Batten down the hatches (and be prepared to take shelter today and tonight) if you live or are traveling across the southeast U.S. The Storm Prediction has issued a highly unusual severe weather outlook for the region – calling for a moderate to high severe weather risk for South Carolina, Georgia, a small part of southeast Alabama and much of northern and
Fig. 2 and Fig. 3 show the radar and satellite images, respectively, late this Sunday morning. What is most telling is that the current strong thunderstorm activity is occurring in a region of dry air aloft (the oranges and blacks on the water vapor satellite image – Fig. 3). This means that rising air
inside the thunderstorms must be moving at very high velocity to counter this dryness. Hence, many of the stronger thunderstorms are already likely acting as “supercells (isolated storms ahead of a line of storms).” Two apparent supercells can be seen in the northern Gulf of Mexico (Fig. 2).
As a new low-pressure system develops across the southeast today, and moves to northern Georgia and eastern Tennessee by tonight,
(Fig. 4), a very strong jet stream aloft (winds greater than 130 miles per hour) and a very warm and unstable air mass (dew points above 70 degrees F) will all be factoring into the storm evolution as the day and night progress.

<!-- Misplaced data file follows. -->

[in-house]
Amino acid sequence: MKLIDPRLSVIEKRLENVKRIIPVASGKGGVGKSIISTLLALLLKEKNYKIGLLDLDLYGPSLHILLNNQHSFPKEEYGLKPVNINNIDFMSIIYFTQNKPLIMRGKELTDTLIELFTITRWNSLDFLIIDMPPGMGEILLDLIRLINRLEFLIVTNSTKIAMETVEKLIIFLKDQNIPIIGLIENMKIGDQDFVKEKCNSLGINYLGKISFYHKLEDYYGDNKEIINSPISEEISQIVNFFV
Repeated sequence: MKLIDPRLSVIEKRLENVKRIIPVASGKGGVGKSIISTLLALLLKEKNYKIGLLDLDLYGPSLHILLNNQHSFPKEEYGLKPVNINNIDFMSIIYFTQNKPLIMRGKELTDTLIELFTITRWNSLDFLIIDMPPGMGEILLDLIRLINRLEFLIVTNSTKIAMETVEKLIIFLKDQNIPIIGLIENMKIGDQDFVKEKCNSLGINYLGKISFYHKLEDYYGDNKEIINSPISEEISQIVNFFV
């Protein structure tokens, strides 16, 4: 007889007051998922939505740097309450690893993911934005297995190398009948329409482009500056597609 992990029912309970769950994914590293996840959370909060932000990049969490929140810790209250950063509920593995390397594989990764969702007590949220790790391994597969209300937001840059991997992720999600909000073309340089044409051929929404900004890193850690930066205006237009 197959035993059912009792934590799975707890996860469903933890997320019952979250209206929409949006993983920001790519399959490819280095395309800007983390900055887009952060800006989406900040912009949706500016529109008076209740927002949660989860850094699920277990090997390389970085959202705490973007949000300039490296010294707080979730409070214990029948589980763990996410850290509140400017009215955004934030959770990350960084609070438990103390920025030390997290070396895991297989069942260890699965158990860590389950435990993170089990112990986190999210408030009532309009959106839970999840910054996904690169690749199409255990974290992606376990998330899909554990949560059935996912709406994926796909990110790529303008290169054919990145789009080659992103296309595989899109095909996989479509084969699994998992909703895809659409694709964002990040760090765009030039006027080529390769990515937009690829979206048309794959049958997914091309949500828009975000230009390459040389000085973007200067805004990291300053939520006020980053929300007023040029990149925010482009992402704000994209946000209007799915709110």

The local storm potential graphic (Fig. 5) indicates just how strong the storms may be, even removed from the main threat region.
As the newly forming low develops, it will move to the northeast and spread a large shield of rain along the entire east coast during the next several days. Except for parts of New England, the atmosphere is just too warm for snow.
Although winds will be strong across the southeast today, coastal wave action, higher than average tides,
rip current danger and other coastal and boating dangers (including offshore gale warnings in the Gulf of Mexico) will be the watchwords across the west coast of the Florida peninsula into the Gulf beginning tonight and continuing until Tuesday (Fig. 6). That is because strong west and northwest winds will arrive once the cold front clears the area (Fig. 4).
Although skies may be sunny to partly cloudy across much of the Florida peninsula now, conditions will rapidly deteriorate during the latter part of the calendar day and early Monday morning.
Stay tuned to the National Weather Service, local broadcast media outlets and any tailored private weather subscriptions you may have for watches, warnings and advisories.
If you have loose objects outdoors, consider bringing these inside before the storms arrive.
© 2017 H. Michael Mogil
Originally posted 1/22/17
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